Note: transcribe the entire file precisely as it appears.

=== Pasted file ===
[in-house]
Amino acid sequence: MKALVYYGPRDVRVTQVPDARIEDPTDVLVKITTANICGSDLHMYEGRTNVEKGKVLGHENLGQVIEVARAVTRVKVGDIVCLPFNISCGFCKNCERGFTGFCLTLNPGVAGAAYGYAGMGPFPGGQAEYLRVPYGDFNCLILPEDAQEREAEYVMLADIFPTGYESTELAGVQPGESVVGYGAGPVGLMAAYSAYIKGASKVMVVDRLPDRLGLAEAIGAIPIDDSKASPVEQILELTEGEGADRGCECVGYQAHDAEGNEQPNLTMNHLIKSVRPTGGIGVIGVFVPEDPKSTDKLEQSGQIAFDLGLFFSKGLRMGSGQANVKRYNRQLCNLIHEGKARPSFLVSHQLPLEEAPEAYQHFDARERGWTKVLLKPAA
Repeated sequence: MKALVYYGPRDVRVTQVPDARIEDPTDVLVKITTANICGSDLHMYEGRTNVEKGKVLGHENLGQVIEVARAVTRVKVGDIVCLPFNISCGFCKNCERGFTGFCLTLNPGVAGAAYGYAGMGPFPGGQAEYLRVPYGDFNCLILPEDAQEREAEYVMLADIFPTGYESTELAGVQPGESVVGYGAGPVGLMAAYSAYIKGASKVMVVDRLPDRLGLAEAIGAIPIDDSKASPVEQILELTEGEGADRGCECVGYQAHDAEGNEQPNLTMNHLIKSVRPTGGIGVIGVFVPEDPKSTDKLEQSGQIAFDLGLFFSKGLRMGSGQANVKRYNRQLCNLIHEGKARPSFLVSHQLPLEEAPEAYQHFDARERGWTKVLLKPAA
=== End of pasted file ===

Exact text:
[in-house]
Amino acid sequence: MKALVYYGPRDVRVTQVPDARIEDPTDVLVKITTANICGSDLHMYEGRTNVEKGKVLGHENLGQVIEVARAVTRVKVGDIVCLPFNISCGFCKNCERGFTGFCLTLNPGVAGAAYGYAGMGPFPGGQAEYLRVPYGDFNCLILPEDAQEREAEYVMLADIFPTGYESTELAGVQPGESVVGYGAGPVGLMAAYSAYIKGASKVMVVDRLPDRLGLAEAIGAIPIDDSKASPVEQILELTEGEGADRGCECVGYQAHDAEGNEQPNLTMNHLIKSVRPTGGIGVIGVFVPEDPKSTDKLEQSGQIAFDLGLFFSKGLRMGSGQANVKRYNRQLCNLIHEGKARPSFLVSHQLPLEEAPEAYQHFDARERGWTKVLLKPAA
Repeated sequence: MKALVYYGPRDVRVTQVPDARIEDPTDVLVKITTANICGSDLHMYEGRTNVEKGKVLGHENLGQVIEVARAVTRVKVGDIVCLPFNISCGFCKNCERGFTGFCLTLNPGVAGAAYGYAGMGPFPGGQAEYLRVPYGDFNCLILPEDAQEREAEYVMLADIFPTGYESTELAGVQPGESVVGYGAGPVGLMAAYSAYIKGASKVMVVDRLPDRLGLAEAIGAIPIDDSKASPVEQILELTEGEGADRGCECVGYQAHDAEGNEQPNLTMNHLIKSVRPTGGIGVIGVFVPEDPKSTDKLEQSGQIAFDLGLFFSKGLRMGSGQANVKRYNRQLCNLIHEGKARPSFLVSHQLPLEEAPEAYQHFDARERGWTKVLLKPAA